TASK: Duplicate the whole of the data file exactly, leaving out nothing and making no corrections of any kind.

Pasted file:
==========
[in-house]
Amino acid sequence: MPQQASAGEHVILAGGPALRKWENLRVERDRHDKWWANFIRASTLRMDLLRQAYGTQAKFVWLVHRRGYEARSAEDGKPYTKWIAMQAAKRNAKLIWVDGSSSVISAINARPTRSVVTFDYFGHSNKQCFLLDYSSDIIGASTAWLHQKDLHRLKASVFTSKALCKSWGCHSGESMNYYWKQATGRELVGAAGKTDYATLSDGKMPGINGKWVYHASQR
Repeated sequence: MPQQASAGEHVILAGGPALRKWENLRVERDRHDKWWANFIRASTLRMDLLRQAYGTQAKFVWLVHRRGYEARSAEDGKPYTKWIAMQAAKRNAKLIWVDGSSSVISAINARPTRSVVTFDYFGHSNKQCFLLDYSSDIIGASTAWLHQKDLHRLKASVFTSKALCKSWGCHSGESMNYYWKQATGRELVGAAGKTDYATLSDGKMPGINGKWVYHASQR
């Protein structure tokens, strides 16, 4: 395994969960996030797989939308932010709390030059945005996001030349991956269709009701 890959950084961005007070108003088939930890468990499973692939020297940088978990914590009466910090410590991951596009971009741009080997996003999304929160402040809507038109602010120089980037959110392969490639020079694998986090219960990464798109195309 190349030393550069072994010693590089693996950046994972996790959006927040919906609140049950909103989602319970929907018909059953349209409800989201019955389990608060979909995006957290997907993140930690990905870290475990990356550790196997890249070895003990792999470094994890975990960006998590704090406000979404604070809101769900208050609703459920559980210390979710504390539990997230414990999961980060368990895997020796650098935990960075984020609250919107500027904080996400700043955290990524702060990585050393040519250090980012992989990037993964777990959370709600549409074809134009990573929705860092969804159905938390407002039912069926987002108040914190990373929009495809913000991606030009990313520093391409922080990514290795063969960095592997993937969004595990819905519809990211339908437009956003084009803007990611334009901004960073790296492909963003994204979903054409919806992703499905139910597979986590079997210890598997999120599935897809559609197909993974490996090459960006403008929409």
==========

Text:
[in-house]
Amino acid sequence: MPQQASAGEHVILAGGPALRKWENLRVERDRHDKWWANFIRASTLRMDLLRQAYGTQAKFVWLVHRRGYEARSAEDGKPYTKWIAMQAAKRNAKLIWVDGSSSVISAINARPTRSVVTFDYFGHSNKQCFLLDYSSDIIGASTAWLHQKDLHRLKASVFTSKALCKSWGCHSGESMNYYWKQATGRELVGAAGKTDYATLSDGKMPGINGKWVYHASQR
Repeated sequence: MPQQASAGEHVILAGGPALRKWENLRVERDRHDKWWANFIRASTLRMDLLRQAYGTQAKFVWLVHRRGYEARSAEDGKPYTKWIAMQAAKRNAKLIWVDGSSSVISAINARPTRSVVTFDYFGHSNKQCFLLDYSSDIIGASTAWLHQKDLHRLKASVFTSKALCKSWGCHSGESMNYYWKQATGRELVGAAGKTDYATLSDGKMPGINGKWVYHASQR
């Protein structure tokens, strides 16, 4: 395994969960996030797989939308932010709390030059945005996001030349991956269709009701 890959950084961005007070108003088939930890468990499973692939020297940088978990914590009466910090410590991951596009971009741009080997996003999304929160402040809507038109602010120089980037959110392969490639020079694998986090219960990464798109195309 190349030393550069072994010693590089693996950046994972996790959006927040919906609140049950909103989602319970929907018909059953349209409800989201019955389990608060979909995006957290997907993140930690990905870290475990990356550790196997890249070895003990792999470094994890975990960006998590704090406000979404604070809101769900208050609703459920559980210390979710504390539990997230414990999961980060368990895997020796650098935990960075984020609250919107500027904080996400700043955290990524702060990585050393040519250090980012992989990037993964777990959370709600549409074809134009990573929705860092969804159905938390407002039912069926987002108040914190990373929009495809913000991606030009990313520093391409922080990514290795063969960095592997993937969004595990819905519809990211339908437009956003084009803007990611334009901004960073790296492909963003994204979903054409919806992703499905139910597979986590079997210890598997999120599935897809559609197909993974490996090459960006403008929409």